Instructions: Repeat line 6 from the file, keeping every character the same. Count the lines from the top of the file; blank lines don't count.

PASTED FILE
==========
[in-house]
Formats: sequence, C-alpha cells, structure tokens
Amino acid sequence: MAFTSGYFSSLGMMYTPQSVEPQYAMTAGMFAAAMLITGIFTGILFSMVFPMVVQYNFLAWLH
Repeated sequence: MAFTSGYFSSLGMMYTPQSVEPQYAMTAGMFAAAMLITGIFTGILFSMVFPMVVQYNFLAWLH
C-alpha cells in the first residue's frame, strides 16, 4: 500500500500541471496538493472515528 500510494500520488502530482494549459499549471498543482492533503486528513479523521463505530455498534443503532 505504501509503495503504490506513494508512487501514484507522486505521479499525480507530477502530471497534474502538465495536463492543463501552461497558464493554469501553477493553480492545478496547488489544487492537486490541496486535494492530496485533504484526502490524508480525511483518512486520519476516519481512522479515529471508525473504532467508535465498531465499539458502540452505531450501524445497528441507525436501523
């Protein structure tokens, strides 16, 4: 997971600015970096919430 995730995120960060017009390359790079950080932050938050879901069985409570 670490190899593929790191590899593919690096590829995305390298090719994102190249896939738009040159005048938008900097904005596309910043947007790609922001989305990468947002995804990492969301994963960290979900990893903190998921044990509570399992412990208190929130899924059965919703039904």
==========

């Protein structure tokens, strides 16, 4: 997971600015970096919430 995730995120960060017009390359790079950080932050938050879901069985409570 670490190899593929790191590899593919690096590829995305390298090719994102190249896939738009040159005048938008900097904005596309910043947007790609922001989305990468947002995804990492969301994963960290979900990893903190998921044990509570399992412990208190929130899924059965919703039904």